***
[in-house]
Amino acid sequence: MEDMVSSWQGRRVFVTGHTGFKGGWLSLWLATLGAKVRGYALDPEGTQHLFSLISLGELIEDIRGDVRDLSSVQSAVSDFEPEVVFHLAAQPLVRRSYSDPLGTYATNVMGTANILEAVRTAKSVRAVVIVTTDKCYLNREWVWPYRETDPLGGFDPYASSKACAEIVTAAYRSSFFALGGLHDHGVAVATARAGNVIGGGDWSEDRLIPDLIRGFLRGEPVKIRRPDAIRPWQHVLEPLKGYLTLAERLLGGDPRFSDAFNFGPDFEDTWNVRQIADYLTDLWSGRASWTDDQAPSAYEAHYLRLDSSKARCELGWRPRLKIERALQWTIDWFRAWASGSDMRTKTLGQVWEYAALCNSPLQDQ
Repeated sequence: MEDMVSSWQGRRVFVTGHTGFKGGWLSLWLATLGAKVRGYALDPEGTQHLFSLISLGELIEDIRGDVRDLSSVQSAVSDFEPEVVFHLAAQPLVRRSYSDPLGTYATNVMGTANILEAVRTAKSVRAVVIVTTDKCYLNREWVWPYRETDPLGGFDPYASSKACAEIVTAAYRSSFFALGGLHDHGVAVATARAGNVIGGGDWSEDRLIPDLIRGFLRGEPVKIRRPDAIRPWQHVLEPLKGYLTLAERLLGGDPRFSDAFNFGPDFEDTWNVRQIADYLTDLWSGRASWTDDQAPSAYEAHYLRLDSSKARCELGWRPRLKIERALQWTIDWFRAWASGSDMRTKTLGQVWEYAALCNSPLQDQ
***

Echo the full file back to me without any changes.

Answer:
[in-house]
Amino acid sequence: MEDMVSSWQGRRVFVTGHTGFKGGWLSLWLATLGAKVRGYALDPEGTQHLFSLISLGELIEDIRGDVRDLSSVQSAVSDFEPEVVFHLAAQPLVRRSYSDPLGTYATNVMGTANILEAVRTAKSVRAVVIVTTDKCYLNREWVWPYRETDPLGGFDPYASSKACAEIVTAAYRSSFFALGGLHDHGVAVATARAGNVIGGGDWSEDRLIPDLIRGFLRGEPVKIRRPDAIRPWQHVLEPLKGYLTLAERLLGGDPRFSDAFNFGPDFEDTWNVRQIADYLTDLWSGRASWTDDQAPSAYEAHYLRLDSSKARCELGWRPRLKIERALQWTIDWFRAWASGSDMRTKTLGQVWEYAALCNSPLQDQ
Repeated sequence: MEDMVSSWQGRRVFVTGHTGFKGGWLSLWLATLGAKVRGYALDPEGTQHLFSLISLGELIEDIRGDVRDLSSVQSAVSDFEPEVVFHLAAQPLVRRSYSDPLGTYATNVMGTANILEAVRTAKSVRAVVIVTTDKCYLNREWVWPYRETDPLGGFDPYASSKACAEIVTAAYRSSFFALGGLHDHGVAVATARAGNVIGGGDWSEDRLIPDLIRGFLRGEPVKIRRPDAIRPWQHVLEPLKGYLTLAERLLGGDPRFSDAFNFGPDFEDTWNVRQIADYLTDLWSGRASWTDDQAPSAYEAHYLRLDSSKARCELGWRPRLKIERALQWTIDWFRAWASGSDMRTKTLGQVWEYAALCNSPLQDQ